Abstract: We examine the drivers behind loan supply fluctuations in Russia using Bayesian vector autoregressive model with sign restrictions on impulse response functions. We identify two types of structural innovations: loan supply shock and monetary stance shock. We find that contractionary shocks of both types contributed significantly and in the roughly equal measure to the decrease of bank lending after the Lehman Brothers collapse.
    Keywords: loan supply; Bayesian VAR; sign restrictions; financial crisis; Russia
    JEL: C11 C32 E51
    Date: 2011–08–22
  14. By: Anja Vatterrott (Max Planck Institute for Demographic Research, Rostock, Germany)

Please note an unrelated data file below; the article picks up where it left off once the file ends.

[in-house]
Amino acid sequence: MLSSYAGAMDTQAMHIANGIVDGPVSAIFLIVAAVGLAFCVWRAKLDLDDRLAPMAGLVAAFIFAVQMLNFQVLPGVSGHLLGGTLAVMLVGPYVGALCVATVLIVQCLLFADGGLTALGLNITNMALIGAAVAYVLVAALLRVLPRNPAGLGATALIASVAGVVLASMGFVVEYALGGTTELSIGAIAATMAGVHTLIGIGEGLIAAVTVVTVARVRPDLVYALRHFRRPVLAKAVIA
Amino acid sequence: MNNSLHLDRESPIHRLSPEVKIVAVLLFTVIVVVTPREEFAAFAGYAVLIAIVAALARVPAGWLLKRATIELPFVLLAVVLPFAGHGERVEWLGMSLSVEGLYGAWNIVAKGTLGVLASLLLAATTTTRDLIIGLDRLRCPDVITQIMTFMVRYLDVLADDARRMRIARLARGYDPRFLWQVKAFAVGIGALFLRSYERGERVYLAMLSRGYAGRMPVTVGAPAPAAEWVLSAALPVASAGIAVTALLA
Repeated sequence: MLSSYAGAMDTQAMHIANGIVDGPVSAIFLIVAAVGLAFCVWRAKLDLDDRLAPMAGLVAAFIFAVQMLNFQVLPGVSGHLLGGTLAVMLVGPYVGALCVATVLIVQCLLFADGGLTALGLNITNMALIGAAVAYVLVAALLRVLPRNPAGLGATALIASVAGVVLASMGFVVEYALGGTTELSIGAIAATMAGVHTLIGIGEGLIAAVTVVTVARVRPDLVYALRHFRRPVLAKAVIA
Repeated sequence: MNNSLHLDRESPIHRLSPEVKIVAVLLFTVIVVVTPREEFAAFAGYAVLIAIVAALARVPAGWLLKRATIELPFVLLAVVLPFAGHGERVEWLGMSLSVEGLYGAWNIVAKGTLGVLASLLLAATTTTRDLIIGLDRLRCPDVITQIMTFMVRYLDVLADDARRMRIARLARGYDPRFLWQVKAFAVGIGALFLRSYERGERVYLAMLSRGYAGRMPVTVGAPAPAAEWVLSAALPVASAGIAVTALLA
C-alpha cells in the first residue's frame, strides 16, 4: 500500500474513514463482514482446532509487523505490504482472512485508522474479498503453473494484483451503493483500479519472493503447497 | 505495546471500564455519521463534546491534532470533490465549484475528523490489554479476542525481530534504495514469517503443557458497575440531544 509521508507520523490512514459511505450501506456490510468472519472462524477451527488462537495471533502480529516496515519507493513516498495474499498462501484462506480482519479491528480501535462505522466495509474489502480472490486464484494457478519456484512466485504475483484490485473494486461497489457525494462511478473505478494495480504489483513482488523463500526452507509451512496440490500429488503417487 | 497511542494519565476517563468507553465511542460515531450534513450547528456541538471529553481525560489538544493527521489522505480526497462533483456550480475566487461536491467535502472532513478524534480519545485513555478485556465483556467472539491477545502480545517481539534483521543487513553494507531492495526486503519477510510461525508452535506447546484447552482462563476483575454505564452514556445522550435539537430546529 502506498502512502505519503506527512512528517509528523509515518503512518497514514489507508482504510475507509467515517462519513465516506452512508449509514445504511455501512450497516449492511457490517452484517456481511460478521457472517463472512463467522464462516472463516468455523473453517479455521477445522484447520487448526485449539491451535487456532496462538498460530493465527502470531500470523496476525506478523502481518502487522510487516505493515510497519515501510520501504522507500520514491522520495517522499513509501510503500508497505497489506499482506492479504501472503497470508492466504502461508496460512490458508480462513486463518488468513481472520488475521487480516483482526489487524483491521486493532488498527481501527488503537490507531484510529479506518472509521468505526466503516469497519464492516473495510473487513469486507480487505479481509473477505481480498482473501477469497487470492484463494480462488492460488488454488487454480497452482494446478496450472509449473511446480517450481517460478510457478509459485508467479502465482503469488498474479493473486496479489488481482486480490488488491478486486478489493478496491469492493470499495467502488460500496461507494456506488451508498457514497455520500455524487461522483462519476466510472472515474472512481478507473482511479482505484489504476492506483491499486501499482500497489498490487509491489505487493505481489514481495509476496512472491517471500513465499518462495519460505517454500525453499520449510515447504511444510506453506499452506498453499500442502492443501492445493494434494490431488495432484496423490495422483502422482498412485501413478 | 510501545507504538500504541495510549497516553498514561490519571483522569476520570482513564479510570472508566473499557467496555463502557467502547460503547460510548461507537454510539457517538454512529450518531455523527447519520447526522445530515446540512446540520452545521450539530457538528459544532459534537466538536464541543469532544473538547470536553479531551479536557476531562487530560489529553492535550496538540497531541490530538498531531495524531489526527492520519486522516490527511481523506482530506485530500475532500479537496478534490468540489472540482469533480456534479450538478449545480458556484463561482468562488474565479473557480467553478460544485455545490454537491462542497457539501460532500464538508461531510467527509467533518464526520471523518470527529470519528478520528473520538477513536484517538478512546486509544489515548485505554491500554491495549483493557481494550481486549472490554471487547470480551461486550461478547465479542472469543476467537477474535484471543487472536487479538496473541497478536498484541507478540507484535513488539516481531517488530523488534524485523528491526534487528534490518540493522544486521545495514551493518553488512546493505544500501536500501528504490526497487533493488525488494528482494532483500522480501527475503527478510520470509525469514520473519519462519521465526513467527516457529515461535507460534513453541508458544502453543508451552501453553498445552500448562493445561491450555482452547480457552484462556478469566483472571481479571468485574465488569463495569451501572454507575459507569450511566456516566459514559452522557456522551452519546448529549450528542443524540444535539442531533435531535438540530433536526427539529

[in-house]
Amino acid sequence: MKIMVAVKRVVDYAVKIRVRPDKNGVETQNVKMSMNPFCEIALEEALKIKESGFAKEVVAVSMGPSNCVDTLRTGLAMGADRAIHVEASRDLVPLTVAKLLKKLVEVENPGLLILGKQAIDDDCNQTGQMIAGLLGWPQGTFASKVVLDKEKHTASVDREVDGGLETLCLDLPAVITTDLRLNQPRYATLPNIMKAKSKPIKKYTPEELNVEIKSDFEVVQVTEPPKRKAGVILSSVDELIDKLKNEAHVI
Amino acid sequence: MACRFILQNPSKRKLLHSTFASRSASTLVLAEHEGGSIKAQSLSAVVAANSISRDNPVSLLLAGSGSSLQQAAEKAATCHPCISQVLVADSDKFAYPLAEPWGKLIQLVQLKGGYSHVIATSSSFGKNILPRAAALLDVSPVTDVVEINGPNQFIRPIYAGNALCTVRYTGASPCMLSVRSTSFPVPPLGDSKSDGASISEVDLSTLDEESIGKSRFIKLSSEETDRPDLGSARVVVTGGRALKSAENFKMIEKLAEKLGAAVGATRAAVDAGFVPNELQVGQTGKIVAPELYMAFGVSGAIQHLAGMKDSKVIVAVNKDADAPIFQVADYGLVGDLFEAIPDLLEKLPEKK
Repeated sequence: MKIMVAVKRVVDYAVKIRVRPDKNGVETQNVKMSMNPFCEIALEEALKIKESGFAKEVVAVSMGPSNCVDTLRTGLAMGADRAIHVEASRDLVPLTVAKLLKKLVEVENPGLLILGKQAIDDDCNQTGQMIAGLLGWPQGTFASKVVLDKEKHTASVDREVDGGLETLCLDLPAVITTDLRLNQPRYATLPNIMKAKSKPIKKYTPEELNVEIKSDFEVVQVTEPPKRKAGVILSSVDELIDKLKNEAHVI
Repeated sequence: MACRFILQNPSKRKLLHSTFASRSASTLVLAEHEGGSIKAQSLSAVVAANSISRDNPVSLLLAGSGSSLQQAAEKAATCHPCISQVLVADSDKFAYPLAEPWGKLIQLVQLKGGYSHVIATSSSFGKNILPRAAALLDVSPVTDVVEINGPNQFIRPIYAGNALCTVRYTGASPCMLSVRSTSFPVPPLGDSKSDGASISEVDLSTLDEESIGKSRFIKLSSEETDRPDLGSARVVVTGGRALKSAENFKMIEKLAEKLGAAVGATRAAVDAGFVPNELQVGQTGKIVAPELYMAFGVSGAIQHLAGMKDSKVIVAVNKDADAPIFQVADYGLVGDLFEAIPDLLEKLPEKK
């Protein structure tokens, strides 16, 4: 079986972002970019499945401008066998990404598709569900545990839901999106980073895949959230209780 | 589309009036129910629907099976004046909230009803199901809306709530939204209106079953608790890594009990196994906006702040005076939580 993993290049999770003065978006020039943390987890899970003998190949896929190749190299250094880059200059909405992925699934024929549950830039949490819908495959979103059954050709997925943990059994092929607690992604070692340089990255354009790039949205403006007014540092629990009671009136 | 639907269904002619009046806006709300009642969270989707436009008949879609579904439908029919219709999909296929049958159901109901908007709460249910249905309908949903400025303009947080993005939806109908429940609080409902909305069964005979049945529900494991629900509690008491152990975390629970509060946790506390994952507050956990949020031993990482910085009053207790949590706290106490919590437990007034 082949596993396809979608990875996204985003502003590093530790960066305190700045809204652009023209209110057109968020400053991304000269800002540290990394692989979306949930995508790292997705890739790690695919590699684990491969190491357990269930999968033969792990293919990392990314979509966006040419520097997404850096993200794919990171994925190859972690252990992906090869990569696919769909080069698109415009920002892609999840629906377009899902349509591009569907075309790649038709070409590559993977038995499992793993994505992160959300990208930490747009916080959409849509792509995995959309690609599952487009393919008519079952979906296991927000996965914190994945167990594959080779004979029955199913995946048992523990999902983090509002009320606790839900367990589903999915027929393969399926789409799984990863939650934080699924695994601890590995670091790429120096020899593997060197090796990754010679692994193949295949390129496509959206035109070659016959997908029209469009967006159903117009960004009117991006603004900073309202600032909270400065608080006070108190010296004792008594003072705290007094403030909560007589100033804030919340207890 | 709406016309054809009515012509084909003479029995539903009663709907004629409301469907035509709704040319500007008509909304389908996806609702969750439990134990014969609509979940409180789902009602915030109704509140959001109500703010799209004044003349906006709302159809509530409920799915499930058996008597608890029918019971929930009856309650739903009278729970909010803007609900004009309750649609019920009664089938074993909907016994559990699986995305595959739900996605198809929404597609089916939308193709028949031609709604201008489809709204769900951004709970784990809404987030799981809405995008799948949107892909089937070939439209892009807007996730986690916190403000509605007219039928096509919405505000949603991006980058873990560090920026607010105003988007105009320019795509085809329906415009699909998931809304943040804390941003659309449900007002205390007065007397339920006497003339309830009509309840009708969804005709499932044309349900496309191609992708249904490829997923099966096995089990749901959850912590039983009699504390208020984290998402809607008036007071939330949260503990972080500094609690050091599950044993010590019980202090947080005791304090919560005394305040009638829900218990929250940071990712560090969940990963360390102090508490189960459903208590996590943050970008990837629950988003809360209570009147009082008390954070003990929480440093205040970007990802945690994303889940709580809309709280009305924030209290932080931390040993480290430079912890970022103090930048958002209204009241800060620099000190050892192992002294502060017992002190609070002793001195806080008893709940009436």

Abstract: In the twenty years since the reunification of Germany, we have seen a convergence of total fertility rates in the eastern and western parts of the country, but differences remain in the timing, number and spacing of births. Our aim in this paper is to better understand the persistence of these differences by studying the fertility behaviour of migrants from the East to the West. Millions of people have followed this migration path in recent decades, mainly in response to the unfavourable economic conditions in the East. We use data from the German Socio-Economic Panel of the years 1990 to 2009. Using event history modelling, we analyse whether the first and second birth behaviours of female East-West German migrants resemble the patterns of one of the non-mobile populations in the eastern or western parts of the country. We find that migrants’ first and second birth risks lie in between those of non-mobile eastern and western Germans. Socio-economic characteristics, value orientations and partners’ characteristics are employed as explanatory variables, but do not fully account for the differences between the three groups. We investigate whether the special behavioural patterns of migrants can be explained by the fact that they are a selected group, but do not find support for this hypothesis.